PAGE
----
Treading Lightly: Measures to Prevent Stairway Accidents in the Workplace

Falls, trips, and slips are among the leading causes of injuries in workplaces. If employers have measures in place to prevent potential accidents and reduce risks of falls and trips, the number of work-related injuries would be significanlty reduced.

Stairway accidents, for example, are often caused by trailing calbles and spills – two highly preventable risks of injury. But other than these, cleaning, footwear, environment, and housekeeping can come at play as well.

The great news is that employers can prevent staircase-related injuries on a budget.

Here are recommendations for new staircase installation, use, maintenance, and design to help reduce falls and slips.

Stairway Visibility

One leading cause of misreading the stair edge is poor visibility. However, employers can provide visual contrast at the edges of the first tread or on tread nosing to increase stairway visibility. Stairways colored yellow are safe and detectable for people with low vision. Another way to make a stairway visible is to highlight each step with step lighting.

Handrails and Stair Rails

Handrails and stair rails are used for different purposes. For example, stair guardrails and stair rails can help protect pedestrians from landings or falling off the edges of stairways. Handrails, on the other hand, provide leverage when descending or ascending a stairway and can help a pedestrian maintain a stable balance.

Short Staircases

coworkers walking down the stairs

Low staircases with one or less than three steps are more prone to falls. Bottom stairs are rarely seen, and that’s one of the reasons pedestrians step off into the air. However, restaurants and hotels can use assistive fixtures such as railing to achieve an oblique turn and right angle to reduce stairway falls.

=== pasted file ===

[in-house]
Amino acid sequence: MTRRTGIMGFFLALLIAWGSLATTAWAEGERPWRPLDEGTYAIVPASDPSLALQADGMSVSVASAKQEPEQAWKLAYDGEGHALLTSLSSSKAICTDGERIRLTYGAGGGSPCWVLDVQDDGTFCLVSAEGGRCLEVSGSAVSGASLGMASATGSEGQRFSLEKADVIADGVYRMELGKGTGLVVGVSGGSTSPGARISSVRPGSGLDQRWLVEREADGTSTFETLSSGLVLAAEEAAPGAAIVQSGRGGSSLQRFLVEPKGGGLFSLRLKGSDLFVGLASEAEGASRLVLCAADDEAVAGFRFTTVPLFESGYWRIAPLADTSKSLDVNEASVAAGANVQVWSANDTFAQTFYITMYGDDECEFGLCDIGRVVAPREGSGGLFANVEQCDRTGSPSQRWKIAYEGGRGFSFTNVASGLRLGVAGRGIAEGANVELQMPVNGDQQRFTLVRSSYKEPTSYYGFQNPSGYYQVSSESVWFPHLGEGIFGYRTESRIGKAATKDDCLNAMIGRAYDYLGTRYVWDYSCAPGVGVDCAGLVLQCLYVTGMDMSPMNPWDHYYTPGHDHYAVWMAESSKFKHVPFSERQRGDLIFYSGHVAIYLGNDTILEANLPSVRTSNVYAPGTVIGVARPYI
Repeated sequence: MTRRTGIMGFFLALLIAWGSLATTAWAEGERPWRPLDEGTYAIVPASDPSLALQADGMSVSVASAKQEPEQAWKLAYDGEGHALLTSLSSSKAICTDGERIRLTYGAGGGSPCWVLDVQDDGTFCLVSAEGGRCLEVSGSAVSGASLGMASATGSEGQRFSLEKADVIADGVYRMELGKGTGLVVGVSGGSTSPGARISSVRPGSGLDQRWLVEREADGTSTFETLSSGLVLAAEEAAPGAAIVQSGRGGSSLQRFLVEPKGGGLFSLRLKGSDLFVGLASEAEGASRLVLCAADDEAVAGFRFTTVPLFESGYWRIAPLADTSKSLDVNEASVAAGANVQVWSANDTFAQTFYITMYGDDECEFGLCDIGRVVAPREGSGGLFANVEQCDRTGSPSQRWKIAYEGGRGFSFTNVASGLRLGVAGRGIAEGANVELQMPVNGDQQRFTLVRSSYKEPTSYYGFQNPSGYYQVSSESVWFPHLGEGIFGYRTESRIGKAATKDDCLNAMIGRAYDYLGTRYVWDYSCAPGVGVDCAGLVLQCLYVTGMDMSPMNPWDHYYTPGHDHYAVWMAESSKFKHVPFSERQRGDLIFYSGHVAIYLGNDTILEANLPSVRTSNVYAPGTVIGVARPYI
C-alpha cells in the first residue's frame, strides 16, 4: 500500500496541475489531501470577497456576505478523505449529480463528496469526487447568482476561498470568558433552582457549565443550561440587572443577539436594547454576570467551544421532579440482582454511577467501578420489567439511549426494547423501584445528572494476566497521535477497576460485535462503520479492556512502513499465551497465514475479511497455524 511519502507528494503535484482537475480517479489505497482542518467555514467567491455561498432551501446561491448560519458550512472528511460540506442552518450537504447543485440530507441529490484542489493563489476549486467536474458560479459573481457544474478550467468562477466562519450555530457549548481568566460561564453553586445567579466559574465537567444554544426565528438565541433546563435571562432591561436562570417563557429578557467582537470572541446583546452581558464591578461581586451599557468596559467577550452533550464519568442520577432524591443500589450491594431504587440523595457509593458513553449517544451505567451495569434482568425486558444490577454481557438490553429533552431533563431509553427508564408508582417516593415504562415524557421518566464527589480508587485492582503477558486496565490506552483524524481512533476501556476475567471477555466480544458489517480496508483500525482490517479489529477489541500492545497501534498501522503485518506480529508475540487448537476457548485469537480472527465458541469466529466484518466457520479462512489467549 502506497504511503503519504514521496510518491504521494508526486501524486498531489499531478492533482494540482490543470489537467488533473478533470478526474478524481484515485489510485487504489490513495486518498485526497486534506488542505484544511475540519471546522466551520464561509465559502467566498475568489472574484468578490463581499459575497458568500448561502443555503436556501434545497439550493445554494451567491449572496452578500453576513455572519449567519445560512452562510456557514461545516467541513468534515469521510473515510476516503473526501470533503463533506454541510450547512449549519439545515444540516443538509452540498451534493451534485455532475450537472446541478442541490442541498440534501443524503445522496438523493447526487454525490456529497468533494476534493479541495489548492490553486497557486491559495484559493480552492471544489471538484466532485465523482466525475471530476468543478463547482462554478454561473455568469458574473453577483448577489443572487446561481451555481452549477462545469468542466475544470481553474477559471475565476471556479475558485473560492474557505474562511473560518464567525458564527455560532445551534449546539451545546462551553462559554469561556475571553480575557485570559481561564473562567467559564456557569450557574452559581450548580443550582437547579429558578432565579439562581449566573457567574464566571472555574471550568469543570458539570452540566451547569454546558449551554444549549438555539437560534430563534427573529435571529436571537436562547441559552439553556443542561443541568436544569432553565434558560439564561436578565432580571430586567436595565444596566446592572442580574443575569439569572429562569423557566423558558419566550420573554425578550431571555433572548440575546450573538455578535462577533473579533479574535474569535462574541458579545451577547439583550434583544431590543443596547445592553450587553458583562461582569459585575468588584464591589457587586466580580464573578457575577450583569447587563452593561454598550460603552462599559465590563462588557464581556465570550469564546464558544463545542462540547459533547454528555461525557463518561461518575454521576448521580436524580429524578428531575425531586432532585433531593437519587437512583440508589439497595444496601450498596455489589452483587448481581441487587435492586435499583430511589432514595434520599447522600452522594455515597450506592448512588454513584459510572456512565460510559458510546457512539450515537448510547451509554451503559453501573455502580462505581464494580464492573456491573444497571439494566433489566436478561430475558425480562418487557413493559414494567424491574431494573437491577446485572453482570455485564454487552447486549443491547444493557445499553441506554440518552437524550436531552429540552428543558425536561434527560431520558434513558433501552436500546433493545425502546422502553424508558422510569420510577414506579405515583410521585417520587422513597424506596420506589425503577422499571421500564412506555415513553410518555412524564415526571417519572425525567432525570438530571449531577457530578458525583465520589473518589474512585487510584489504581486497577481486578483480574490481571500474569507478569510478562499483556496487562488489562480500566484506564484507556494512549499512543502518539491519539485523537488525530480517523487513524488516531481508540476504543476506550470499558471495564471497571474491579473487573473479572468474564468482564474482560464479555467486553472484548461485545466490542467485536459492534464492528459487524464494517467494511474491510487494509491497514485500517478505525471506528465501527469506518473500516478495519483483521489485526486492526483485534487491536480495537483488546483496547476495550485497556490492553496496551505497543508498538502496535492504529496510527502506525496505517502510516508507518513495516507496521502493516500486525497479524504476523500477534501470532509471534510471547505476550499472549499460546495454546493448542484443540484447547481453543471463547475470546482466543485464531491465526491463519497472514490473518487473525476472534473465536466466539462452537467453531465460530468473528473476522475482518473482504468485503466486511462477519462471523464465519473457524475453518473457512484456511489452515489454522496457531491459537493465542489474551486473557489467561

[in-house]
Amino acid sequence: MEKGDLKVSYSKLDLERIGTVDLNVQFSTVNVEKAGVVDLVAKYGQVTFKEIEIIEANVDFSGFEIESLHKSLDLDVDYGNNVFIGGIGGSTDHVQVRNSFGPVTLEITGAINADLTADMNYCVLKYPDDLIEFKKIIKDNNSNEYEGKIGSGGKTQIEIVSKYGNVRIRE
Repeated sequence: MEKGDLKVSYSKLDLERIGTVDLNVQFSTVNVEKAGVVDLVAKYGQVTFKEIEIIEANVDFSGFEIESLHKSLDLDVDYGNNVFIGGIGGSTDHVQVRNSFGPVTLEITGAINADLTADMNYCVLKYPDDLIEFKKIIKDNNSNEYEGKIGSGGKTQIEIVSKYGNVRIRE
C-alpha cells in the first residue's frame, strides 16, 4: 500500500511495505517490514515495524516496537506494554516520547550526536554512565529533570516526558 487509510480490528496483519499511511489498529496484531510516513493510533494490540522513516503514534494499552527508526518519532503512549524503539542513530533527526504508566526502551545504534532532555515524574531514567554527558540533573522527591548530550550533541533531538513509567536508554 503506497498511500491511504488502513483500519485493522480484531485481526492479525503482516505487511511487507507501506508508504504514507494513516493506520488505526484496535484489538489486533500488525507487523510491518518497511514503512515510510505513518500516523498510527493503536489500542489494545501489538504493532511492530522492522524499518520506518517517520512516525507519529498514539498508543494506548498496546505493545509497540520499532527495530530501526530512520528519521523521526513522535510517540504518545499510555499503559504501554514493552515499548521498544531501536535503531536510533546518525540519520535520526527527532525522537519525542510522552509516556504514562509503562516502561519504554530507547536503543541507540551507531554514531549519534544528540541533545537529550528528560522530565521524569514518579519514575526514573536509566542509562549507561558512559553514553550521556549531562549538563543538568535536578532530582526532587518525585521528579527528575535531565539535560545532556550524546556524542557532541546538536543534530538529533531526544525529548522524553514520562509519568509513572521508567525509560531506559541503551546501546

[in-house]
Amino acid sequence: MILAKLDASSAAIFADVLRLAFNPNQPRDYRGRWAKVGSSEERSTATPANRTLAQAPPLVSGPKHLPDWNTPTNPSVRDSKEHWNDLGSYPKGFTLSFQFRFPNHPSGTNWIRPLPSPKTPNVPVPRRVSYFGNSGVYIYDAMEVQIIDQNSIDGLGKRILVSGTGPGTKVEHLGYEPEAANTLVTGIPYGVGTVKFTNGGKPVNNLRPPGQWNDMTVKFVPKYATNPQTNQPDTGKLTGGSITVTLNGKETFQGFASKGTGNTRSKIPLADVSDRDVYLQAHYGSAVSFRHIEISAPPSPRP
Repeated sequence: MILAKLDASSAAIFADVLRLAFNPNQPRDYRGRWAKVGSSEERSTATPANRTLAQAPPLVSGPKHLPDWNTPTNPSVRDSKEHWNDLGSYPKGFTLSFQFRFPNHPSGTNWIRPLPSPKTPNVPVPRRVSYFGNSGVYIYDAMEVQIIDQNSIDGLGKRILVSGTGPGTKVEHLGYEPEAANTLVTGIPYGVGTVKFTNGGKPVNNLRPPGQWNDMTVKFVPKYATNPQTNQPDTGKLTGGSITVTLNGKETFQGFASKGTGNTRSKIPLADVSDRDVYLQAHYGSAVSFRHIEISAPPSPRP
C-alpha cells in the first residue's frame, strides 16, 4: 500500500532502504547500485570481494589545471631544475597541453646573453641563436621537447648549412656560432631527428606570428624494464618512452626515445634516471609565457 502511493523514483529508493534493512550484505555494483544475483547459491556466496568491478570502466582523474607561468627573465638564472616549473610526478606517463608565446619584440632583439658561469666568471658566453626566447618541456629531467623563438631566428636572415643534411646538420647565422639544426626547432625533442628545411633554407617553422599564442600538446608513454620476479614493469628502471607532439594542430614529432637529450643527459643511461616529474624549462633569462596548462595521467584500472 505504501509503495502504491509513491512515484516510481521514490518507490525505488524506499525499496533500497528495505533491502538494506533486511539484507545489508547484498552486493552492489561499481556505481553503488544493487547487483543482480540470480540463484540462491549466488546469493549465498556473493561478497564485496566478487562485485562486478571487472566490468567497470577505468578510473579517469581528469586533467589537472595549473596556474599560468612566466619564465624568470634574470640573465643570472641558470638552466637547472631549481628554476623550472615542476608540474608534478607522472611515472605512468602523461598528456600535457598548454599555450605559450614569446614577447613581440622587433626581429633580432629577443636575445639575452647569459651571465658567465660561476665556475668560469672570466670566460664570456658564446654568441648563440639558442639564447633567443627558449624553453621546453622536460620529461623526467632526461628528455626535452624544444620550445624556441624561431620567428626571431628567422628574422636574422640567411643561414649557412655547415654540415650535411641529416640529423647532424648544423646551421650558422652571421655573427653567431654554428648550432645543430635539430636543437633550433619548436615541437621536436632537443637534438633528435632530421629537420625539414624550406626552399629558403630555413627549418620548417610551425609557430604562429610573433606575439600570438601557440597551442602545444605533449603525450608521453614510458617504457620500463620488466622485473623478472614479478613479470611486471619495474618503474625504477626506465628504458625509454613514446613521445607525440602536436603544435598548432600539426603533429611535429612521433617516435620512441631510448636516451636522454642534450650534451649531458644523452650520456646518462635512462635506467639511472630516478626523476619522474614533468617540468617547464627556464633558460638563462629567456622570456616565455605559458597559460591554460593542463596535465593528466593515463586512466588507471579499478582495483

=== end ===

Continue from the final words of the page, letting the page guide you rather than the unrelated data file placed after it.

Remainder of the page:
Remodelling a staircase into a ramp can as well help reduce chances of a pedestrian missing a step. Alternatively, the edge of each step can be fitted with safety yellow to make it visually contrast.

Tread and Riser Design

Recent research claims that pedestrians can only view the last three and first steps when walking on a stairway. Thus, the design of the first three bottom and top steps is crucial to the safety of pedestrians. Stairway injuries are more for pedestrians walking down the staircase than when walking up the steps.

The horizontal surface or tread depth of the stairs must be adequate so that the foot does not extend over to the next staircase. Otherwise, missteps and over-steps are likely to occur. Most falls that occur when ascending a staircase are attributed to the height of the vertical surface and variation in the riser.

Research has found that most staircase injuries occur due to inattention and poor maintenance. However, that can be resolved by keeping staircases in good condition and tidy. Never wait until your staircase treads loosen or wear out to repair them.

Instead, your staircases should have no traces of noticeable deterioration. Storing objects at the stairway could also endanger pedestrians. Never rush down or up the stairs or carry heavy items while ascending or descending a staircase.

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